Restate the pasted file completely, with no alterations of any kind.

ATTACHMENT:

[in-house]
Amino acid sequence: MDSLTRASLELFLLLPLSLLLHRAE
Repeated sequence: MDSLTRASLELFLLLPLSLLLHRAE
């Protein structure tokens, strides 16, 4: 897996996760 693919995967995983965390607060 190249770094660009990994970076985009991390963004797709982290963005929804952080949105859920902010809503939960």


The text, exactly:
[in-house]
Amino acid sequence: MDSLTRASLELFLLLPLSLLLHRAE
Repeated sequence: MDSLTRASLELFLLLPLSLLLHRAE
């Protein structure tokens, strides 16, 4: 897996996760 693919995967995983965390607060 190249770094660009990994970076985009991390963004797709982290963005929804952080949105859920902010809503939960």